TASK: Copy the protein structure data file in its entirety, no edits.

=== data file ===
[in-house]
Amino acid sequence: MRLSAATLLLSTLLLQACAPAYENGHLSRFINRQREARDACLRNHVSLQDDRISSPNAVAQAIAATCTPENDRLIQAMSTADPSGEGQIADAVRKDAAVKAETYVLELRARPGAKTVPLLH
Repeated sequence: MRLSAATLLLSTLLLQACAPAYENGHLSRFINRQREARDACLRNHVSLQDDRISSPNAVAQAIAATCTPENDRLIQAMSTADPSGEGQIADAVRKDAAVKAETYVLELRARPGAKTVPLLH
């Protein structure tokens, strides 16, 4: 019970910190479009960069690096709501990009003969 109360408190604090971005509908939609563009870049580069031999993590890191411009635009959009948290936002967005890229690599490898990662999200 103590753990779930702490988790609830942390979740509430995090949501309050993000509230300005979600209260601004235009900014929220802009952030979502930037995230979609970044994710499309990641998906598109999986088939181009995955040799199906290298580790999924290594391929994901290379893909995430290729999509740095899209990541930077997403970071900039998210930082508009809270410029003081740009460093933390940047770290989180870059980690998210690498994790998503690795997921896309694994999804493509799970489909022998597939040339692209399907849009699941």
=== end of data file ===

[in-house]
Amino acid sequence: MRLSAATLLLSTLLLQACAPAYENGHLSRFINRQREARDACLRNHVSLQDDRISSPNAVAQAIAATCTPENDRLIQAMSTADPSGEGQIADAVRKDAAVKAETYVLELRARPGAKTVPLLH
Repeated sequence: MRLSAATLLLSTLLLQACAPAYENGHLSRFINRQREARDACLRNHVSLQDDRISSPNAVAQAIAATCTPENDRLIQAMSTADPSGEGQIADAVRKDAAVKAETYVLELRARPGAKTVPLLH
């Protein structure tokens, strides 16, 4: 019970910190479009960069690096709501990009003969 109360408190604090971005509908939609563009870049580069031999993590890191411009635009959009948290936002967005890229690599490898990662999200 103590753990779930702490988790609830942390979740509430995090949501309050993000509230300005979600209260601004235009900014929220802009952030979502930037995230979609970044994710499309990641998906598109999986088939181009995955040799199906290298580790999924290594391929994901290379893909995430290729999509740095899209990541930077997403970071900039998210930082508009809270410029003081740009460093933390940047770290989180870059980690998210690498994790998503690795997921896309694994999804493509799970489909022998597939040339692209399907849009699941």